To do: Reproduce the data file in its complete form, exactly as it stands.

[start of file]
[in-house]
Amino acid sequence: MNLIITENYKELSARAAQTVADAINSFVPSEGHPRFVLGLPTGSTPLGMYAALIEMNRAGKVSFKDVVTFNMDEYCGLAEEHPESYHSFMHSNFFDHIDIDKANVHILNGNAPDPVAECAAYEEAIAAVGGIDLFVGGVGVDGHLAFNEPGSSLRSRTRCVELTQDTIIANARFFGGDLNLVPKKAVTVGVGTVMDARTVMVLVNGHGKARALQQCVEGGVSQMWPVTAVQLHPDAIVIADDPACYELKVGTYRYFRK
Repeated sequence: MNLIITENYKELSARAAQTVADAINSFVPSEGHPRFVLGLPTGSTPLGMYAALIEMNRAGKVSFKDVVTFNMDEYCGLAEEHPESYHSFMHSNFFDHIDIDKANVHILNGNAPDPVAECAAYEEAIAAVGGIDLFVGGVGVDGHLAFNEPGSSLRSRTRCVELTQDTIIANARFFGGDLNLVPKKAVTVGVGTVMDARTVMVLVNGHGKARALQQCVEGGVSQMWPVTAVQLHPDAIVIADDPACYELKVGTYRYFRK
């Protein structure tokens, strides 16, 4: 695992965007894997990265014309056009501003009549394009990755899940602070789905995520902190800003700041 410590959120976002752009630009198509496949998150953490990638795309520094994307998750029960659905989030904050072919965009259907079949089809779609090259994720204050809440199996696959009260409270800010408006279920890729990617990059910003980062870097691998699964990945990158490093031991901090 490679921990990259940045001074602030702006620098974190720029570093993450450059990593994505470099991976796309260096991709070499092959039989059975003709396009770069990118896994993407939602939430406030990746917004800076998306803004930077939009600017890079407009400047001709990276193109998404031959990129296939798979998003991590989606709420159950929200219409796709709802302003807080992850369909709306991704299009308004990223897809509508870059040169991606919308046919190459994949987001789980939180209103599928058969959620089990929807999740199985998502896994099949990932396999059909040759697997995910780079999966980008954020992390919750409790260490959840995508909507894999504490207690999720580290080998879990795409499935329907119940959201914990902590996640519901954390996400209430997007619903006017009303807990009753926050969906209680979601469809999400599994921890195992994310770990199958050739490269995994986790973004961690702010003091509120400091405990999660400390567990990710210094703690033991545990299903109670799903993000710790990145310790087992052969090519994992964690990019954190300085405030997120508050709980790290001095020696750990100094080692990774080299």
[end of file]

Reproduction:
[in-house]
Amino acid sequence: MNLIITENYKELSARAAQTVADAINSFVPSEGHPRFVLGLPTGSTPLGMYAALIEMNRAGKVSFKDVVTFNMDEYCGLAEEHPESYHSFMHSNFFDHIDIDKANVHILNGNAPDPVAECAAYEEAIAAVGGIDLFVGGVGVDGHLAFNEPGSSLRSRTRCVELTQDTIIANARFFGGDLNLVPKKAVTVGVGTVMDARTVMVLVNGHGKARALQQCVEGGVSQMWPVTAVQLHPDAIVIADDPACYELKVGTYRYFRK
Repeated sequence: MNLIITENYKELSARAAQTVADAINSFVPSEGHPRFVLGLPTGSTPLGMYAALIEMNRAGKVSFKDVVTFNMDEYCGLAEEHPESYHSFMHSNFFDHIDIDKANVHILNGNAPDPVAECAAYEEAIAAVGGIDLFVGGVGVDGHLAFNEPGSSLRSRTRCVELTQDTIIANARFFGGDLNLVPKKAVTVGVGTVMDARTVMVLVNGHGKARALQQCVEGGVSQMWPVTAVQLHPDAIVIADDPACYELKVGTYRYFRK
């Protein structure tokens, strides 16, 4: 695992965007894997990265014309056009501003009549394009990755899940602070789905995520902190800003700041 410590959120976002752009630009198509496949998150953490990638795309520094994307998750029960659905989030904050072919965009259907079949089809779609090259994720204050809440199996696959009260409270800010408006279920890729990617990059910003980062870097691998699964990945990158490093031991901090 490679921990990259940045001074602030702006620098974190720029570093993450450059990593994505470099991976796309260096991709070499092959039989059975003709396009770069990118896994993407939602939430406030990746917004800076998306803004930077939009600017890079407009400047001709990276193109998404031959990129296939798979998003991590989606709420159950929200219409796709709802302003807080992850369909709306991704299009308004990223897809509508870059040169991606919308046919190459994949987001789980939180209103599928058969959620089990929807999740199985998502896994099949990932396999059909040759697997995910780079999966980008954020992390919750409790260490959840995508909507894999504490207690999720580290080998879990795409499935329907119940959201914990902590996640519901954390996400209430997007619903006017009303807990009753926050969906209680979601469809999400599994921890195992994310770990199958050739490269995994986790973004961690702010003091509120400091405990999660400390567990990710210094703690033991545990299903109670799903993000710790990145310790087992052969090519994992964690990019954190300085405030997120508050709980790290001095020696750990100094080692990774080299």